In business, longevity requires continual transformation from companies. Sometimes small adjustments are sufficient. But other times businesses need to reconceive their most fundamental operations in order to survive and stay vital.
“Organizations can never exist effectively in a steady state,” says Diane Brink, now a senior fellow and adjunct professor in the markets and customers initiative at the Kellogg School.
But for companies, knowing where to go is only half the battle; they also need the foresight, urgency, and investments to get there. Brink offers a roadmap for how companies can successfully transform.
Set Ambitious Goals
About seven years ago, leaders at IBM noticed that a few corners of the technology market—cloud computing, analytics, mobile, and security, among others—were growing at an astonishing clip, even if actual market adoption was relatively nascent. To these leaders, this signaled potentially tectonic industry changes. So the company landed on an ambitious goal to be a market leader in each of these segments and to redefine its revenue sources, deciding that more than half of IBM’s revenue would come from products and services in these high-growth segments. At the time, that percentage was closer to ten.
This goal was both powerful in its clarity and aspirational in scope. And that, says Brink, is what ultimately contributed to its success.
“If you set the bar too low, that sounds like incrementalism,” she says. Modest steps over a protracted timeline tend to exhaust an organization, making it difficult to reach the finish line. In her view—somewhat counterintuitively—firms that set a lofty target, one with the power to inspire the organization, may stand the best chance of ultimately achieving it.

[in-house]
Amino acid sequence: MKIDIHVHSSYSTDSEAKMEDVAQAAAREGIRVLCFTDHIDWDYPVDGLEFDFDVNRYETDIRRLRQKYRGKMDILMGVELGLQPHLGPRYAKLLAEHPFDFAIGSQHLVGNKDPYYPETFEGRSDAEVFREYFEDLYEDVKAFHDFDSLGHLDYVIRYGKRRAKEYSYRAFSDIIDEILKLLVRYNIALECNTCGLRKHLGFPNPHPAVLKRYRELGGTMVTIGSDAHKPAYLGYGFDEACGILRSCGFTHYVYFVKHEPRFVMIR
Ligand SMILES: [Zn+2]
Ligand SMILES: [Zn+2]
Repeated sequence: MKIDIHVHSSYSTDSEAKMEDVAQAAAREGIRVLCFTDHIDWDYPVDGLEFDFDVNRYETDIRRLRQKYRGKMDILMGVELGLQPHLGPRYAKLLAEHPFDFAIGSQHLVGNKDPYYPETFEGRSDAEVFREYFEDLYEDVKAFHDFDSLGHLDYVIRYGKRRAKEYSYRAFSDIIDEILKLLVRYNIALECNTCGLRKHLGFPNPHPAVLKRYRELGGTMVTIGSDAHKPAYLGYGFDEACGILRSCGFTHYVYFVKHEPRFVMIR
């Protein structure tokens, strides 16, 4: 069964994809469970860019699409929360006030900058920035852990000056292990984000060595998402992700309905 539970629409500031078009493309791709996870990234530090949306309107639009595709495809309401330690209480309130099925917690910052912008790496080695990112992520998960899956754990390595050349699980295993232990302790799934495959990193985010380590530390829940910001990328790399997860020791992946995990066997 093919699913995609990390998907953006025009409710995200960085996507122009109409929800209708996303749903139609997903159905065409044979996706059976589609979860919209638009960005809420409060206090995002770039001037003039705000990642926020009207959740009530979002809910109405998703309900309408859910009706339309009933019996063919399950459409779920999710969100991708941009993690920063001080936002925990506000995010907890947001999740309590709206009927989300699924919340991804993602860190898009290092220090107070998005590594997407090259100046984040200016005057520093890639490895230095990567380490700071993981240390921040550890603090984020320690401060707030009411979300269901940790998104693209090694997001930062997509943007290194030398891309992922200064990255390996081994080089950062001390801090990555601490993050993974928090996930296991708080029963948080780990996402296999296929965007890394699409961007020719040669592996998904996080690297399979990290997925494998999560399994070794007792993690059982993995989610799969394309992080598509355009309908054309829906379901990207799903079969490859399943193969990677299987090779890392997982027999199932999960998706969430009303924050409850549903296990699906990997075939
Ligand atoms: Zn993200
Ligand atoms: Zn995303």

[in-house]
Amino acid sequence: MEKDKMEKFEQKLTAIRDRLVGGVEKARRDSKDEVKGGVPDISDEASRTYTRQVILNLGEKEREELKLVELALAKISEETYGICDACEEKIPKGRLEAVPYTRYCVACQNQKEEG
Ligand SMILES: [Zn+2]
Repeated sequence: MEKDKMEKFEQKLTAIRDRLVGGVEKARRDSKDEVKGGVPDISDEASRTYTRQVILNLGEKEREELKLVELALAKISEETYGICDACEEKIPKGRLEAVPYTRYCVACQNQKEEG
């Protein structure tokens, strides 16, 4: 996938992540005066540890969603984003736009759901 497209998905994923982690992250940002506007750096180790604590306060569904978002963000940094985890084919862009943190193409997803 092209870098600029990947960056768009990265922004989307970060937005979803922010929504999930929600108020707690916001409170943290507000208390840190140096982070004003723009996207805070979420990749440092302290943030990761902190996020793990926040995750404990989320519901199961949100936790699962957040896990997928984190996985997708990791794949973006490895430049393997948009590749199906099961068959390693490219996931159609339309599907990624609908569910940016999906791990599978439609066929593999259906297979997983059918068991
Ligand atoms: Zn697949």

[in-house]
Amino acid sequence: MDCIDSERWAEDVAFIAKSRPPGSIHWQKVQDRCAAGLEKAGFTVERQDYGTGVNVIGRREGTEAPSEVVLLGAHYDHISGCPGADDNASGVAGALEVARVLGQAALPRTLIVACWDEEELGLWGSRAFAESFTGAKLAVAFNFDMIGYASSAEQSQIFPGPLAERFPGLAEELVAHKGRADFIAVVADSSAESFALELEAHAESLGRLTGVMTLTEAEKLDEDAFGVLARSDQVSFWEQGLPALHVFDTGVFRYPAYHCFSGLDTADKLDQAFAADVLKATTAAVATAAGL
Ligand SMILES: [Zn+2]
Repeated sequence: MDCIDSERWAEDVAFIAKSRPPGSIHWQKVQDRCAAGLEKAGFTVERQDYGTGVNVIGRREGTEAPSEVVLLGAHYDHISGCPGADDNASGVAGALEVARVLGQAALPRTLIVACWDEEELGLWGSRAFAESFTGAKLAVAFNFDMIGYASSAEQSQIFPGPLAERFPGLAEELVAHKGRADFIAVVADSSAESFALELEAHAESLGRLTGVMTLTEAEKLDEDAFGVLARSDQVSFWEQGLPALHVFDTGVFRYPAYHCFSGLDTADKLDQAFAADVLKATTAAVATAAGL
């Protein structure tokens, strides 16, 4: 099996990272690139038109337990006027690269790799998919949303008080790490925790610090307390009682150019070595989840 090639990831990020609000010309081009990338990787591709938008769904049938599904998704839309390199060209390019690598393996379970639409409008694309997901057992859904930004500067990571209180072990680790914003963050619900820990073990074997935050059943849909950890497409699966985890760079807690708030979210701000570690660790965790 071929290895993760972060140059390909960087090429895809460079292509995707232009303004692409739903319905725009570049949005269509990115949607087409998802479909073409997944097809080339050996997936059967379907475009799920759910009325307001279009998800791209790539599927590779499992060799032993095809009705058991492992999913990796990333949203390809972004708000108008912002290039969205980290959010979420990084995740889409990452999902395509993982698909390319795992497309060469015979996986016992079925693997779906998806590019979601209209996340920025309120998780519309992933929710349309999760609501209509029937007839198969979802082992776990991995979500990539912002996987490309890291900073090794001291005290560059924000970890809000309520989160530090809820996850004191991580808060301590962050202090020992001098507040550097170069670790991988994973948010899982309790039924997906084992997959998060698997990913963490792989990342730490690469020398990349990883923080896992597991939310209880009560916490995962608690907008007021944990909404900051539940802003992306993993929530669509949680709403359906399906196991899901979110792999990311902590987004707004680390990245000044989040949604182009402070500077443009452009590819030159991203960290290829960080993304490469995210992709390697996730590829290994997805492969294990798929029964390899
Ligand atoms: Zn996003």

But lofty targets must remain rooted in a company’s core purpose. “Up front, you’ve got to have clarity on why you’re in the business that you’re in,” she says. “If you’re not sure why you’re doing what you’re doing, it’s going to be very hard to set up a transformation that will support your brand position.”
Before any transformation, the executive, marketing, and strategy teams should discuss implications for the business model and the brand, outlining in detail how the proposed new direction complements the company’s core purpose. Is this a natural and logical change? Working within the borders of a company’s purpose—and checking continuously to make sure transformation stays within the borders—allows a company to build on existing credibility.
Ignoring this fundamental conversation risks wholesale reinvention. “If a company embarks on a trajectory that is dramatically different from its core purpose, then it will need to reestablish what it’s known for and its position in the market,” Brink says. “That can be extraordinarily difficult.”
Go All In
Major undertakings require the commitment of major resources. But too often, Brink has seen well-defined and ambitious visions undermined by a lack of commitment to seeing them through.
“If you don’t align your people, your money, and your assets to your transformational goals, you won’t get there,” she says.